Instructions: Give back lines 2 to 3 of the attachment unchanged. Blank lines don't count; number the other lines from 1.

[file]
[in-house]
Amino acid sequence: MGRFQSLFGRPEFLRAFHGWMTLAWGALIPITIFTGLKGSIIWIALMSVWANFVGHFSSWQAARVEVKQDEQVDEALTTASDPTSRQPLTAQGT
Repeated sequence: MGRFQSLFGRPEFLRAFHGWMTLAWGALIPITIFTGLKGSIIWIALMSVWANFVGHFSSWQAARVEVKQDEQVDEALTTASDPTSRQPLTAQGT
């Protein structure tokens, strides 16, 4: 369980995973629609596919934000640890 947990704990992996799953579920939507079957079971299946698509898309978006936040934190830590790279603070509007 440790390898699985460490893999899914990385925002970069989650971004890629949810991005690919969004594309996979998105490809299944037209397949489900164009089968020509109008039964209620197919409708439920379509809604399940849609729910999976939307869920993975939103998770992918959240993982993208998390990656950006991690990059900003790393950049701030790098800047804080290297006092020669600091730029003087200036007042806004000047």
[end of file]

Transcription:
Amino acid sequence: MGRFQSLFGRPEFLRAFHGWMTLAWGALIPITIFTGLKGSIIWIALMSVWANFVGHFSSWQAARVEVKQDEQVDEALTTASDPTSRQPLTAQGT
Repeated sequence: MGRFQSLFGRPEFLRAFHGWMTLAWGALIPITIFTGLKGSIIWIALMSVWANFVGHFSSWQAARVEVKQDEQVDEALTTASDPTSRQPLTAQGT